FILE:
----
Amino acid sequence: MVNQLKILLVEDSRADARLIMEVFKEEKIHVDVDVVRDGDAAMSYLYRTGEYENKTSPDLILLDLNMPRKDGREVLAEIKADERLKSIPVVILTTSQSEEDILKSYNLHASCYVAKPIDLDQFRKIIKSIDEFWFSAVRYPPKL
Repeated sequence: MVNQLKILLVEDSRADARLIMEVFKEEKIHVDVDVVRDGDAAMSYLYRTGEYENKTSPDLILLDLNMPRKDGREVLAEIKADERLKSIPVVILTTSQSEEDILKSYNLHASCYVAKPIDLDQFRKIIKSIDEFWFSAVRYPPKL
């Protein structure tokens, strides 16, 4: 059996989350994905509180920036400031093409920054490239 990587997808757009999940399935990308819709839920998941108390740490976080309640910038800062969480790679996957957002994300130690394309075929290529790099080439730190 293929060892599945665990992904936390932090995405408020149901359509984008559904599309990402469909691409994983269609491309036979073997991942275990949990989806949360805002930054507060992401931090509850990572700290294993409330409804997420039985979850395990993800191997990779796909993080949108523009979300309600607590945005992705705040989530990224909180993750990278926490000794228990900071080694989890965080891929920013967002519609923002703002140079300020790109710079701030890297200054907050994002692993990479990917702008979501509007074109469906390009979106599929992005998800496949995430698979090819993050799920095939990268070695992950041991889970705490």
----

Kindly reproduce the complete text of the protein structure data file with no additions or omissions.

Amino acid sequence: MVNQLKILLVEDSRADARLIMEVFKEEKIHVDVDVVRDGDAAMSYLYRTGEYENKTSPDLILLDLNMPRKDGREVLAEIKADERLKSIPVVILTTSQSEEDILKSYNLHASCYVAKPIDLDQFRKIIKSIDEFWFSAVRYPPKL
Repeated sequence: MVNQLKILLVEDSRADARLIMEVFKEEKIHVDVDVVRDGDAAMSYLYRTGEYENKTSPDLILLDLNMPRKDGREVLAEIKADERLKSIPVVILTTSQSEEDILKSYNLHASCYVAKPIDLDQFRKIIKSIDEFWFSAVRYPPKL
């Protein structure tokens, strides 16, 4: 059996989350994905509180920036400031093409920054490239 990587997808757009999940399935990308819709839920998941108390740490976080309640910038800062969480790679996957957002994300130690394309075929290529790099080439730190 293929060892599945665990992904936390932090995405408020149901359509984008559904599309990402469909691409994983269609491309036979073997991942275990949990989806949360805002930054507060992401931090509850990572700290294993409330409804997420039985979850395990993800191997990779796909993080949108523009979300309600607590945005992705705040989530990224909180993750990278926490000794228990900071080694989890965080891929920013967002519609923002703002140079300020790109710079701030890297200054907050994002692993990479990917702008979501509007074109469906390009979106599929992005998800496949995430698979090819993050799920095939990268070695992950041991889970705490």